Sounds great!  Do you simply take a tsp. of tumeric in water or just straight? 

  2. Elizabeth June 8, 2010 at 1:30 pm

    Turmeric is one of my favourites in my dispensary and my kitchen. I use it in nearly all my cooking. As an herbalist I tend to dispense it in tincture form, but frequently make recommendations to my clients that they make a point of including it in their cooking. It can be used in capsule form too, and it is often recommended to take it with enzymes to improve its absorption and utilization. It also makes a great addition to Chai.

  3. Randy June 8, 2010 at 4:11 pm

    Thanks. As you can tell from my article – i like it too- a lot!

  4. Randy June 8, 2010 at 4:15 pm

    A full teaspoon in water might taste quite STRONG. If you can handle that – fine but it is traditionally taken with milk and sweetner. You can substitute almond or soy milk if you don’t eat dairy. The richness of the milk tempers the taste. Even with milk, a full teaspoon might be strong so you might have to break it into two glasses with 1/2 teaspoon each time.

  5. Jessica August 28, 2010 at 8:46 am

    This is great.  I plan on using this daily and sharing the information with family!

  6. Randy August 28, 2010 at 10:45 am

    Thank YOU!

  7. Valerie Sage September 16, 2010 at 11:02 pm

    It would be wonderful if you could share some recipes we could put it in instead of taking it by the spoonful. Do you or any of your readers know what it goes best in?
    Some friends of a friend who wanted to see the horses were visiting from India and brought a picknic lunch for everyone. Their dishes were so spicy that I could barely eat them. They tasted good but the spices made me sweat!
    After reading this I'm thinking that maybe I need those spices to drive more toxins out. The funny thing is I cook with tons of spices most people associate with Italian cooking and used to eat  Szechuan Chinese dishes that were really spicy but just can't eat Mexican hot sauces at all.

  8. Randy September 17, 2010 at 6:58 am

    Hi Valerie

    Everyone has different tolerance to the heat of spices depending upon their body type. You may be a 'fire' type that already has enough heat or your body OR as you said the cleansing my be good for you.  The real heat from Indian spices often comes from the cayenne. It's hot! Many people can't take very much of this . But there are spices like tumeric, cumin and coriander which are sweet and warm and very good for you.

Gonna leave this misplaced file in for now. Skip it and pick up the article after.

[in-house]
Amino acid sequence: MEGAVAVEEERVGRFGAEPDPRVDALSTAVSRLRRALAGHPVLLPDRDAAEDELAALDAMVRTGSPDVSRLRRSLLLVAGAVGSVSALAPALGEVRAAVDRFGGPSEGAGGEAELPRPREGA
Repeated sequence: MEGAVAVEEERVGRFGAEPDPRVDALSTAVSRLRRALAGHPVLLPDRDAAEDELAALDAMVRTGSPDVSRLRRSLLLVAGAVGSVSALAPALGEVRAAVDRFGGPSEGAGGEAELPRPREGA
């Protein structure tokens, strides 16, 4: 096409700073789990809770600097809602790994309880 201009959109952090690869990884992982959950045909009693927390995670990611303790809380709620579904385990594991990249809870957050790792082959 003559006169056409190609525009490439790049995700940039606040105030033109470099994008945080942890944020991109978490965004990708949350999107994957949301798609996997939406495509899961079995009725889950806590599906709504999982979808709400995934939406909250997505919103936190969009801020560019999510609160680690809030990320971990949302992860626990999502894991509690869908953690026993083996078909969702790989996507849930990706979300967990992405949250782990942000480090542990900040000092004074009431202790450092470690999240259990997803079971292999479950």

So here's a quick recipe:  Mix half a teaspoon of any curry (which already has some tumeric) with half a teaspoon of tumeric and heat in a tablespoon of clarified butter  (called ghee). The ghee drives the good effects of the spices deeper into the body. Use this to fry anything you wish –  tofu slices with tamarie sauce, green peas or even scrambled eggs. Add enough salt at end.

  9. Valerie Sage November 5, 2010 at 11:42 pm

    Thank you for explaining that, Randy. I did not realize that Indian food used cayenne and I am particularly sensitive to it. I knew that because I don't do spicy Mexican food either. I'll have to try your recipe with fresh gathered eggs.

  10. SEO Utah March 3, 2011 at 9:41 am

    Whaaa Hello! Great work once again. I enjoy visiting your website because the writers often provide great posts. Informative blog post…I will bookmark this blog. I am going to subscribe to the websites feed as well.

  11. GHWatcher September 21, 2011 at 2:00 pm

    I have had arthritis in my knee for years. My doctor has prescribed celebrex which I take very infequently only when I absolutely need it. Instead, I rely on tumeric taken in capsule form. It really does have anti-inflammatory properties and makes a huge difference. 🙂 (I also swim everyday which helps with the pain and stiffness).

  12. Felicia February 18, 2012 at 12:56 am

    In September 2011 I came down with a bad case on Pneumonia. I have had very chronic inflammation since then in my chest and facial area and its now February 2012. I started taking Turmeric in December, a little before christmas. I take 500 mg a day (one capsule) and it has worked wonders. Im still not 100% healthy but even going back 2 months ago I am so much better. I take mine before I go to bed with a fish oil (the fish oil with travel it through your body easier) and I take it before bed because I believe our immune system works better while we are sleeping. Hope this helps someone =)

  13. Senno July 17, 2012 at 7:25 am

    July17 2012